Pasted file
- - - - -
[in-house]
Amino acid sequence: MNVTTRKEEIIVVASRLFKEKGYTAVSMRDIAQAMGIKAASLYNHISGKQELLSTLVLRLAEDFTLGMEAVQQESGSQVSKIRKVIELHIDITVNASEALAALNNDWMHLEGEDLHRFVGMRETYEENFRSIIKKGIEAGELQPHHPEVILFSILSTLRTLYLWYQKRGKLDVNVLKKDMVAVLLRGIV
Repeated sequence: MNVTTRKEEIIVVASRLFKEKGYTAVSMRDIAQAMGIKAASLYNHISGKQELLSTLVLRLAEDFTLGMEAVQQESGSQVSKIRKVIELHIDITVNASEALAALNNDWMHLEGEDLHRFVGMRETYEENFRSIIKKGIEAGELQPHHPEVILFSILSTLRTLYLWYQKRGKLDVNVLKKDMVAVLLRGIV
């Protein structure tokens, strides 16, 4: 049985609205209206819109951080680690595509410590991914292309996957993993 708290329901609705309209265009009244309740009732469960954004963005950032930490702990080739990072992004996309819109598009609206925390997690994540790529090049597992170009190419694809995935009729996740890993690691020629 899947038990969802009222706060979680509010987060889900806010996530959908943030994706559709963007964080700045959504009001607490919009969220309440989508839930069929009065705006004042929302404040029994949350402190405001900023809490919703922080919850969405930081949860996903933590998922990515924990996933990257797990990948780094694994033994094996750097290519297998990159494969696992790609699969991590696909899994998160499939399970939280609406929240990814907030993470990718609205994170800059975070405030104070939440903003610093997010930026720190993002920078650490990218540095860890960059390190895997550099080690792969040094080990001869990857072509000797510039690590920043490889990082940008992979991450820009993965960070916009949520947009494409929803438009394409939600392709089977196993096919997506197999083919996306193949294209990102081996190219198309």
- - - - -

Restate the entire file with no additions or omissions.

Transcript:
[in-house]
Amino acid sequence: MNVTTRKEEIIVVASRLFKEKGYTAVSMRDIAQAMGIKAASLYNHISGKQELLSTLVLRLAEDFTLGMEAVQQESGSQVSKIRKVIELHIDITVNASEALAALNNDWMHLEGEDLHRFVGMRETYEENFRSIIKKGIEAGELQPHHPEVILFSILSTLRTLYLWYQKRGKLDVNVLKKDMVAVLLRGIV
Repeated sequence: MNVTTRKEEIIVVASRLFKEKGYTAVSMRDIAQAMGIKAASLYNHISGKQELLSTLVLRLAEDFTLGMEAVQQESGSQVSKIRKVIELHIDITVNASEALAALNNDWMHLEGEDLHRFVGMRETYEENFRSIIKKGIEAGELQPHHPEVILFSILSTLRTLYLWYQKRGKLDVNVLKKDMVAVLLRGIV
């Protein structure tokens, strides 16, 4: 049985609205209206819109951080680690595509410590991914292309996957993993 708290329901609705309209265009009244309740009732469960954004963005950032930490702990080739990072992004996309819109598009609206925390997690994540790529090049597992170009190419694809995935009729996740890993690691020629 899947038990969802009222706060979680509010987060889900806010996530959908943030994706559709963007964080700045959504009001607490919009969220309440989508839930069929009065705006004042929302404040029994949350402190405001900023809490919703922080919850969405930081949860996903933590998922990515924990996933990257797990990948780094694994033994094996750097290519297998990159494969696992790609699969991590696909899994998160499939399970939280609406929240990814907030993470990718609205994170800059975070405030104070939440903003610093997010930026720190993002920078650490990218540095860890960059390190895997550099080690792969040094080990001869990857072509000797510039690590920043490889990082940008992979991450820009993965960070916009949520947009494409929803438009394409939600392709089977196993096919997506197999083919996306193949294209990102081996190219198309």